Ben Hardy on layoffs and ethical decision making

LBS Professor discusses how to fire people and offers directors a 3-step framework for addressing sensitive issues

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With a wave of layoffs currently sweeping the tech industry, organisational behaviour is front and centre in the media at the moment. Consequently, the expertise of Ben Hardy, Clinical Professor of Organisational Behaviour at London Business School, has been much in demand lately, with media outlets including Business Insider and Forbes publishing his thoughts on how organisations can manage the difficult job of letting people go better.

Speaking to Business Insider about the recent layoffs at Google, Professor Hardy highlights how psychological safety and the unwritten psychological contract that employees have with companies play an important role in how employees respond to layoffs.

He describes three factors which can help organisations to better manage the process of letting people go in his latest article for Forbes. The first of these is framing, where he explains how providing a proper explanation and justification to employees can help to smooth the process. The second is fairness, as people are more likely to accept being let go when they believe the process was fair.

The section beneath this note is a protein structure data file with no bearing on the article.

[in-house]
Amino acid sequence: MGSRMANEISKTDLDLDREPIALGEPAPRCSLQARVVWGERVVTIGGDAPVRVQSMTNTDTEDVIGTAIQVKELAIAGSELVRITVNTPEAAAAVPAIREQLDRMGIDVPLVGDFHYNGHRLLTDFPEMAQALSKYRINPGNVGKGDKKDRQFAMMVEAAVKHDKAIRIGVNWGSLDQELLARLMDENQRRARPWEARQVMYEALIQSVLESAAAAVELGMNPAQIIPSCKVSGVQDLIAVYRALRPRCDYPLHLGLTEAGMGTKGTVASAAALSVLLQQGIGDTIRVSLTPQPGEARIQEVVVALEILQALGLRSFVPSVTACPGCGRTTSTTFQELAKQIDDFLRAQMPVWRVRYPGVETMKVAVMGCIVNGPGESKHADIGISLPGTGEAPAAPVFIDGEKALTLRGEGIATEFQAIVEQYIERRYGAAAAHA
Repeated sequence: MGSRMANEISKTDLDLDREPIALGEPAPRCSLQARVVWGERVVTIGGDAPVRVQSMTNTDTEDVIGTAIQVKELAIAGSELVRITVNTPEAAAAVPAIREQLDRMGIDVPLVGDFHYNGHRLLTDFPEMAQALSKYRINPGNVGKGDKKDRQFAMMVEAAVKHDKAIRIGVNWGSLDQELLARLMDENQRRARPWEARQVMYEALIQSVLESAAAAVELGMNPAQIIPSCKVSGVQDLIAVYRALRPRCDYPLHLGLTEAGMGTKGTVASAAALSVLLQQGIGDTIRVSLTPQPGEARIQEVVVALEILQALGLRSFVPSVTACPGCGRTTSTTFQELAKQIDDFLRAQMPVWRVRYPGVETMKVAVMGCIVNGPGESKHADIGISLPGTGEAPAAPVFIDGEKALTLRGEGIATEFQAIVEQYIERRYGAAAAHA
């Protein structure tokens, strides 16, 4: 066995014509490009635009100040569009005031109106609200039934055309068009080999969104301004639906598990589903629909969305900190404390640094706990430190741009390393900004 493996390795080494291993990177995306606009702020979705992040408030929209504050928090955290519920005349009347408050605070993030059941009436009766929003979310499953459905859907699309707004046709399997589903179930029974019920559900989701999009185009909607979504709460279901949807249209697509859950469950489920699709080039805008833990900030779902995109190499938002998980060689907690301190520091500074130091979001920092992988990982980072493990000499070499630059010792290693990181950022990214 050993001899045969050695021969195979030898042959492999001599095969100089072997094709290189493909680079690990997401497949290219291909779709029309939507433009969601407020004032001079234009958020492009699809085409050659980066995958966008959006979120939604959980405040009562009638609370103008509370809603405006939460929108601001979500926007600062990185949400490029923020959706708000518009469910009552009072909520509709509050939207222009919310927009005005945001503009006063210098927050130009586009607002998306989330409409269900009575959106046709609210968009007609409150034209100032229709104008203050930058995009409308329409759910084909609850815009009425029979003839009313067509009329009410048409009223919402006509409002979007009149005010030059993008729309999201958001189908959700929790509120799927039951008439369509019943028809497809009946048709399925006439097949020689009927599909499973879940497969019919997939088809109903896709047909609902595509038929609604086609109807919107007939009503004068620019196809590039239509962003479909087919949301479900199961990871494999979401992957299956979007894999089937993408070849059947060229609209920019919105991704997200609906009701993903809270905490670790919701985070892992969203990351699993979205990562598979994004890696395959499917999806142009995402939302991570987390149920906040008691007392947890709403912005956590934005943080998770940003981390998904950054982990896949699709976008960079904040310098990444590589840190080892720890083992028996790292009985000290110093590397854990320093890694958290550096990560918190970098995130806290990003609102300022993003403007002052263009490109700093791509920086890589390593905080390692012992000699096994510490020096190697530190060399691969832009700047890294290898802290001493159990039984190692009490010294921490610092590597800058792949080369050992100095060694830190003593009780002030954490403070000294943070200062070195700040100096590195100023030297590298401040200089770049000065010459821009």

The third is follow-up. It’s not just the people who have been let go who deserve follow-up, it’s the employees who remain too. By spelling out why there have been layoffs, the process taken to arrive at a decision and by reinforcing the organisation’s purpose and values, organisations can offer some level of reassurance to the survivors too. As Professor Hardy points out “Firings aren’t pleasant. They never will be. With some care and attention, and by thinking about framing, fairness and follow-up, however, they can be made a little less unpleasant.”

Professor Hardy also has advice for board directors about some of the tricky decisions they might face. He recently spoke to Fortune about how the 2024 US election cycle might test directors’ ethics. In the article, he outlines a 3-step framework – the Three Ds of board decision-making: diversity, disagreement, and decisive decision-making to work through sensitive issues and make smart choices. You can also read more about Professor Hardy’s Three Ds of ethical decision-making in an article he wrote for Forbes recently.